OCTOBER 2012

My Brother,

Earlier in the year, I shared some information about Cincinnatus, the farmer, dictator and consul to the Roman Empire and his willingness to serve his country in its time of need regardless of personal and financial sacrifice.  I also mentioned the Society of Cincinnati and George Washington which I would like to discuss in greater detail.

The Society of the Cincinnati is the old military hereditary society in the United States and laid the foundation as a model for most hereditary societies which followed.  Each original member had served as an officer for three years in the Continental Army or Navy.  There were also honorary members including Benjamin Franklin.  To be a member today, you must have ancestral lineage to the original members.

The Society was founded in May 1783 and was the brainchild of Major General Henry Knox and established by the senior officers of the Continental Army, many of whom were Masons, and representatives from each of the original 13 states.  Its structure was multi-faceted, with authority residing within each state plus a French Society.  Initial meetings were presided over by General Baron von Steuben and were held at his home in Fishkill, NY.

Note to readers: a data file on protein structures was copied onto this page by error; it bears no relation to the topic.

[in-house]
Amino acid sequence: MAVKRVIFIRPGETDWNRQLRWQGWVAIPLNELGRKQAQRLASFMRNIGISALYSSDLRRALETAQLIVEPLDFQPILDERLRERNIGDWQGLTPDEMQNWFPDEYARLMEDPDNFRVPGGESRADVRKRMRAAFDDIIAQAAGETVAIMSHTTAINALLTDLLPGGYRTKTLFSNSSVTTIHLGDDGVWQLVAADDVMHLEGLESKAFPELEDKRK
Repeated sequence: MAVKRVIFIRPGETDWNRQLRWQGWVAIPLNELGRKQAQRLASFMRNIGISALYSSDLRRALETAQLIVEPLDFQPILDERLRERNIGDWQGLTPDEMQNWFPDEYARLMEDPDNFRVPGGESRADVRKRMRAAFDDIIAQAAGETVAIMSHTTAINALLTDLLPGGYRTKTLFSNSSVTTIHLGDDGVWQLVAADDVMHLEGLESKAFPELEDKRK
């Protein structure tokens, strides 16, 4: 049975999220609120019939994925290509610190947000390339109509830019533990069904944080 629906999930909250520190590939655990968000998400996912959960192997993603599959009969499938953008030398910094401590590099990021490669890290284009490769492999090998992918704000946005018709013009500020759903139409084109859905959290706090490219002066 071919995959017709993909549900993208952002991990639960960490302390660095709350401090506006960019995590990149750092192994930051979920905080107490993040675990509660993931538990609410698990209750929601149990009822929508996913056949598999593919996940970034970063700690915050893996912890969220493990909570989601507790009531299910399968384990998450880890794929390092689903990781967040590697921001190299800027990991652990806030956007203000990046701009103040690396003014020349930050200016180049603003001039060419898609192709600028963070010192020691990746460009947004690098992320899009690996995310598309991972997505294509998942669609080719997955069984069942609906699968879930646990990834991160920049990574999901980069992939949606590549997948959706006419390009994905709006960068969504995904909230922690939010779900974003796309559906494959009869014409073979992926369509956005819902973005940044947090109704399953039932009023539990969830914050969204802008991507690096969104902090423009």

Its goals were not unlike the basic tenets of Freemasonry.  It provided ongoing fellowship for the officers of the Continental Army, and assisted the families, windows and orphans of its members.  Original members pledged one month’s pay to his states society which funded the charity extended to members and their families in need.  In addition, it secured private donations for veteran’s pensions, worked to preserve the rights that our nation had won and promoted the continued union of the United States

Brother George Washington served as the first President General of the Society of the Cincinnati.  His advocacy of the Society’s interests, as well as the strength of his reputation, helped establish it during its formative years.  Our new nation was very fragile after the Revolutionary War.  The Society provided the means to keep the Continental Army and Navy officers in contact with each other and if a situation arose that could endanger our Country, he would have immediate access to his most experienced military leaders.  Not unlike Cincinnatus and other good men who have responded when called upon.

Fraternally,

Ted J. Parry, WM